Contractions are painful, but they also have an amazing purpose: to get your body ready to deliver. Having a natural birth is totally possible with a few relaxation and pain management techniques up your sleeve. Here are some of our favorites:

  • Walking, changing positions, and using a birthing ball are all great ways to ensure you stay active and engaged during contractions.
  • Massage, counter pressure, and acupressure are soothing ways that your partner or doula can help ease pain in specific areas.
  • Deep breathing, meditation, and water births can help you stay calm.
  • Affirmation can be a powerful tool to help you stay confident of your ability to deliver naturally. Our affirmation cards are the perfect resource to take with you into delivery.

How other moms reply when asked “What do contractions feel like?”

Here’s what other mamas who have labored naturally say about how contractions really feel.

  • My practice surges just felt like my belly hardening, but more externally. When labor began, they started as low menstrual cramps, which eventually led to increased pressure and tightening either in my back or the front. While I know many women experience pain in labor, I cringe at using the phrase “labor pain” because of the very negative and generally inaccurate connotation it gives. My labors were uncomfortable and tiring, but not painful like a migraine or severe gas pain. – Nicolle K.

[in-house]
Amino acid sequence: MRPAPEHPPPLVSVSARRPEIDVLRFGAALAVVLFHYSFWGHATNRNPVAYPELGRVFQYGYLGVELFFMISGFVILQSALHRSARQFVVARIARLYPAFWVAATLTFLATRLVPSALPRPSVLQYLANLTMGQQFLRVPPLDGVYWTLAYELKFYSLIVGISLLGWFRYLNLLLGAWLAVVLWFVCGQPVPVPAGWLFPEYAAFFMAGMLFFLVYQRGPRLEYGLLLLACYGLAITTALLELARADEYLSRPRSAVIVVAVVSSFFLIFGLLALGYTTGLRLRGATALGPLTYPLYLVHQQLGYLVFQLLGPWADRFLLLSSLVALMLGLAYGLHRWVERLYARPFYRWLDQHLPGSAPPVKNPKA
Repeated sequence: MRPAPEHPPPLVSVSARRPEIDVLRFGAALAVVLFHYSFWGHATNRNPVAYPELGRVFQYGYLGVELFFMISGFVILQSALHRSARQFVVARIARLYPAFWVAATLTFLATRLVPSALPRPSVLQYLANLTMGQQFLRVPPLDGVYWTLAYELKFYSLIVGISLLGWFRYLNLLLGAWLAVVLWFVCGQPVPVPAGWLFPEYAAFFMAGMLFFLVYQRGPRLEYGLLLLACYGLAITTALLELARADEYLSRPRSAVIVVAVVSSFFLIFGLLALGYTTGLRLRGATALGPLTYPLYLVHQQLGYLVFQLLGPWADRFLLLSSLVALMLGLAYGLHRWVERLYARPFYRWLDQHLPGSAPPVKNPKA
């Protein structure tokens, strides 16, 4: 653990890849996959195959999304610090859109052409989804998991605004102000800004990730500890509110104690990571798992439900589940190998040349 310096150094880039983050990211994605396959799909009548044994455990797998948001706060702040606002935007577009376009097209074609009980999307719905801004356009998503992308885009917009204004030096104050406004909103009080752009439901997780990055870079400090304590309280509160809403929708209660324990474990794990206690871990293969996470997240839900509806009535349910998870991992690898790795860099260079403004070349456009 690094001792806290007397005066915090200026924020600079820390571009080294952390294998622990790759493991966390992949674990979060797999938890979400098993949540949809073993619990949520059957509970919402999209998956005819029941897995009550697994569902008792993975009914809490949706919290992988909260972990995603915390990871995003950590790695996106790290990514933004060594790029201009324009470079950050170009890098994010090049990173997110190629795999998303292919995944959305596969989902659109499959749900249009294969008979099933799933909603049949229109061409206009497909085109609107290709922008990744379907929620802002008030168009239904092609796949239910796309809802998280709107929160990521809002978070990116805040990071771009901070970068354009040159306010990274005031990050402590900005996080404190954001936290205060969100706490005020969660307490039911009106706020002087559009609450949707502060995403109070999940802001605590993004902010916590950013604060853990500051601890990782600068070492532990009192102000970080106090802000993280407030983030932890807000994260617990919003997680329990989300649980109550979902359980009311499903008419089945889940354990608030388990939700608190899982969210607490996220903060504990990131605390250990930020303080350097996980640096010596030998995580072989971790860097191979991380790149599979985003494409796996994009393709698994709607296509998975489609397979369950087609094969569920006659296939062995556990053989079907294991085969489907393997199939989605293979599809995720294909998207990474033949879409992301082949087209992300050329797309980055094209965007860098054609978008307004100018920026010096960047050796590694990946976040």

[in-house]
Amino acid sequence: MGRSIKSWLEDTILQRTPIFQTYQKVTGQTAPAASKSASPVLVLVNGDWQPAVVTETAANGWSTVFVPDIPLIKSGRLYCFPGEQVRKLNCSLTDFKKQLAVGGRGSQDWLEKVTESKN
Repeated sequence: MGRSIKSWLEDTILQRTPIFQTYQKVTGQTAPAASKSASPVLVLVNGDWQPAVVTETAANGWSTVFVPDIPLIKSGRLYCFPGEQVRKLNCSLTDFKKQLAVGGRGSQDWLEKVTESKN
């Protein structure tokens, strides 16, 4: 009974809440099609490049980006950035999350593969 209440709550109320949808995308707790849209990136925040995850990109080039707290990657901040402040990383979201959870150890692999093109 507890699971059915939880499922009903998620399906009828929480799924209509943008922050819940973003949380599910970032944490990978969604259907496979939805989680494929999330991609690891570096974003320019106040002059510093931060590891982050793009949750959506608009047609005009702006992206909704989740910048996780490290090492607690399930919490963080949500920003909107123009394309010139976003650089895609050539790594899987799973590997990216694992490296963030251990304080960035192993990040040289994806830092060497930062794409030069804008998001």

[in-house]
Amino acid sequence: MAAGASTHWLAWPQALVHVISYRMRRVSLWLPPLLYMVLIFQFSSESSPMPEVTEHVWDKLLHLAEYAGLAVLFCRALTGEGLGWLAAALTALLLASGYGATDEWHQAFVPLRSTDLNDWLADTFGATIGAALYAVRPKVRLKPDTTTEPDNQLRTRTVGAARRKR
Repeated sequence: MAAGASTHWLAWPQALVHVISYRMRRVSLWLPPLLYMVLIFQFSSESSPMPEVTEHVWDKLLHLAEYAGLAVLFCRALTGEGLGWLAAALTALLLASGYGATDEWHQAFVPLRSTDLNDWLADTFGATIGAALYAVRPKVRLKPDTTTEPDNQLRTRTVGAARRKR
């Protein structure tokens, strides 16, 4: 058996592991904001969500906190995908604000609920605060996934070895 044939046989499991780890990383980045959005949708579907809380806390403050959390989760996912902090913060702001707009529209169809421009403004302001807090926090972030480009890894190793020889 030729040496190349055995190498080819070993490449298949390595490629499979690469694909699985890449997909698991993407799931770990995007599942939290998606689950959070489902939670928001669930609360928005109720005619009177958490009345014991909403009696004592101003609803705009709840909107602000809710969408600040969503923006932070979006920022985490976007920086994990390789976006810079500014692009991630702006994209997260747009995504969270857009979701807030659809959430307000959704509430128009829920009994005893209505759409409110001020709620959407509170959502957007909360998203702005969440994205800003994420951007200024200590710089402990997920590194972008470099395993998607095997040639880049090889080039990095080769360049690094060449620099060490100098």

• They didn’t feel like pain at all. They just felt like the most intensity a person could possibly feel. Honestly I wasn’t even aware it was true labor until maybe an hour before she was born. I had been laboring all day and just thought it was false labor. My belly could get tight and feel sort of crampy. It didn’t get intense until the end and wow….I progressed very quickly once I did the belly lift exercise to get rid of back labor and she was born shortly after that. I kept reminding myself that tension causes pain and so I made sure to remain very loose and to imagine my body opening for baby. Honestly it was the most amazing thing I have ever felt. – Jessica D.
  • I experienced extreme menstrual cramps as a teenager that would have me literally writhing in pain. So when I went into labor the first time, I thought the contractions weren’t that bad. They felt like my menstrual cramps, up until the point of transition. Then it was extreme pressure. With my second, it felt like a hot knife in the small of my back. After getting out of bed and doing some rotations on the birth ball, I believe the baby repositioned himself because I thankfully did not feel that sensation again for the rest of my labor. Even with pitocin-induced contractions this time, it still only felt like menstrual cramps. My second birth was by far the least painful of the two, and I was so grateful. – Amber A-P.